Stevia vs Sugar - Page 2

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Stevia vs Sugar - Page 2


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Old 01-13-2019, 17:33   #11
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Would that be in packets? Dextrose is added to sweeteners in packets to keep them from caking.

I buy truvia in a container. Doesn't have any dextrose in it. Just Erythritol and Stevia. (2g sugar alcohol per 1/2 tsp.)


my mistake, the truvia that I have does not have dextrose in it. It was a Pure Via product.

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Old 01-13-2019, 22:23   #12
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I've been using Stevia since I head an NPR story about it well over a decade ago. At the time there was a kind of push-back from the sugar lobbies and chemical sweetener manufacturers. You could by a Stevia plant, (I did) and there was a veiled suggestion that it was grown by the same people who grew the then illegal other plant. Obviously, the market for weight-loss was too big to keep it down.

That said, I learned that Stevia sweetness works for some things and not others -- for me that it. I like it in tea, but hate it in coffee. Others don't.
I am convinced that it is a valid and healthy sugar substitute for some things. Also, the liquid seems to be the purest of all.

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Old 01-20-2019, 17:12   #13
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Last question, think I discovered my nerve issue. I try to avoid sugar, much as possible. But, what's crazy is, my body reacts to Stevia but not soda sugar. If I drink a regular soda, I'm fine. But, if I drink fluids with Stevia, or diet rite soda, I get the shakies Artificual sweetners overstimulate my nervous system, but soda sugar does not. Any idea why?

We always try to do what's best for our bodies, with the worst outcomes
As unlikely as that is, I'm not saying its impossible. Want to know? (BTW, you DON'T know from your experience so far!)

Do a DOUBLE BLIND. It's easy and doesn't cost anything (assuming you have two friends to help). You say your reaction to stevia is "crazy" (and there's a good chance it is). It is certainly not validated by any real science. So, TAKE THE CHALLENGE. If there's something unique about you, PROVE IT. We need that data for the sake of completeness. It could be a rare allergy or something. It's definitely not metabolic, since stevia is metabolically inert.

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DX: 9/2009 A1C=10.7
A1C 2/2010: 6.7 (DX + 4 months)
A1C 5/2010: 6.0 (DX + 8 months)
A1C 8/2010: 5.7 (DX + 11 months)
A1C 11/2010: 5.1 (DX + 14 months)
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Old 01-20-2019, 17:23   #14
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Originally Posted by Kaiso View Post
I've been using Stevia since I head an NPR story about it well over a decade ago. At the time there was a kind of push-back from the sugar lobbies and chemical sweetener manufacturers. You could by a Stevia plant, (I did) and there was a veiled suggestion that it was grown by the same people who grew the then illegal other plant. Obviously, the market for weight-loss was too big to keep it down.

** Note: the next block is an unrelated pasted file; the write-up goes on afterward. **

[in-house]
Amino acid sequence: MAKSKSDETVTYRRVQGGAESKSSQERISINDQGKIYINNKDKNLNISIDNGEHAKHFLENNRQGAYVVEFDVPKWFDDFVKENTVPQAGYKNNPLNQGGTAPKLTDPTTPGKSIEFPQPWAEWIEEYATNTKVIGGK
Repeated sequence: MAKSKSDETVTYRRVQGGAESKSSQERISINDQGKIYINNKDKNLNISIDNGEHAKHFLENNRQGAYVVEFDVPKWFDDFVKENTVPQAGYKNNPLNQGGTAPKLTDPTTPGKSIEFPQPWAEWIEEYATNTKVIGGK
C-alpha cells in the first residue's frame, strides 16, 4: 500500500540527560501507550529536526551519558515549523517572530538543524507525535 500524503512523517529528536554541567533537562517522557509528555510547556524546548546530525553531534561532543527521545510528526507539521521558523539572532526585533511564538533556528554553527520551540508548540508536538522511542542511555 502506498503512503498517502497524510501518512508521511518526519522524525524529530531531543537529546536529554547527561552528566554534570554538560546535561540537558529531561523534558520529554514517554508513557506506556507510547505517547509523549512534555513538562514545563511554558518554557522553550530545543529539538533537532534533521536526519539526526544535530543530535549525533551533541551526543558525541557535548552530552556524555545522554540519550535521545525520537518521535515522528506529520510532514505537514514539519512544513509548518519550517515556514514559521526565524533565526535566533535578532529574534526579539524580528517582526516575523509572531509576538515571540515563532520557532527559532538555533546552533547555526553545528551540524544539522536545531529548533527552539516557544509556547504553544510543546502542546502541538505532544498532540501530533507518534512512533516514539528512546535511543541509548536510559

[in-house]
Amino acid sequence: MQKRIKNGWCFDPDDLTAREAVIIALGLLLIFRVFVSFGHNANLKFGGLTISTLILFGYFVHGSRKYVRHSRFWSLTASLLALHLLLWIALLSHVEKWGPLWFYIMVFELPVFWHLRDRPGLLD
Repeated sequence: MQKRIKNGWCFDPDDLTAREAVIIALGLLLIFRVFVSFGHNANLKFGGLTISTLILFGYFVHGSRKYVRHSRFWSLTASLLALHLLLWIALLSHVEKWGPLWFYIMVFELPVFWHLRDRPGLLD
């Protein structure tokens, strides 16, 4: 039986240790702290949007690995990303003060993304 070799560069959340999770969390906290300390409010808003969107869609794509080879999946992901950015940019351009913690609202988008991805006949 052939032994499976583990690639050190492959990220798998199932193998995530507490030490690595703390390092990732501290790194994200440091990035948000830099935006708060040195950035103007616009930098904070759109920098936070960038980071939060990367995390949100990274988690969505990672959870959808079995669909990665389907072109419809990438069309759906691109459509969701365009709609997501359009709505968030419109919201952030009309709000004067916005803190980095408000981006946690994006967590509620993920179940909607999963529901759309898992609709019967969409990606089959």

That said, I learned that Stevia sweetness works for some things and not others -- for me that it. I like it in tea, but hate it in coffee. Others don't.
I am convinced that it is a valid and healthy sugar substitute for some things. Also, the liquid seems to be the purest of all.
I now PREFER it to sugar or any other sweetener, not that sugar is an option. Then again, I don't use it to make things "sweet", just palatable. My Cappuccino or Bulletproof or plain yogurt is just MUCH more pleasant with a little stevia. I don't really like any of those things without. The science on stevia is that it is definitely harmless to diabetics, obviously MUCH better for us than sugar or honey and quite possibly of actual BENEFIT for diabetics. I haven't found ANY reason to drink bitter coffee, sour yogurt, etc. Not in need of "mortifying" my flesh by forgoing "sweetness"!

One thing I AM suspicious of, however, is that the FDA only approved a chemical isolate from stevia as a "sweetener" (obviously the HUGE market here) and declined to approve the natural, complete and direct water extract of the leaf as anything other than a "supplement". Pretty weird that something with zero nutrition or metabolic effect of any kind can be sold as a "nutritional supplement".

More likely, they did this so the darling corporations can make the big bucks on pseudo-stevia products. They can patent their particular chemistry and fillers, whereas boiling the leaves, filtering and then evaporating the water can be done by anyone and can't be patented. Actually, for teas, just putting dried stevia leaves in the cup along with the herbal or black tea is delicious and works just fine.

The natural leaf extract tends to be a greenish liquid and has some other shades of taste that some might not like. In fact, I had it years ago (when sugar and honey were still my sweeteners) and didn't care for it much.

I've just ordered a REAL stevia extract product. I would like to adopt that as my go-to sweetener. I read that the level of micro-filtration before evaporation can have a big effect on the final product.

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DX: 9/2009 A1C=10.7
A1C 2/2010: 6.7 (DX + 4 months)
A1C 5/2010: 6.0 (DX + 8 months)
A1C 8/2010: 5.7 (DX + 11 months)
A1C 11/2010: 5.1 (DX + 14 months)
A1C 9/2011: 5.6 (DX + 2 years)
A1C 7/2012: 5.5 (DX + 2 years 10 months)
A1C 1/2019: 5.5
Diet: Approximately C:10;P:15;F:75 (as % calories)
Exercise: Not much. Stairs at home & work.
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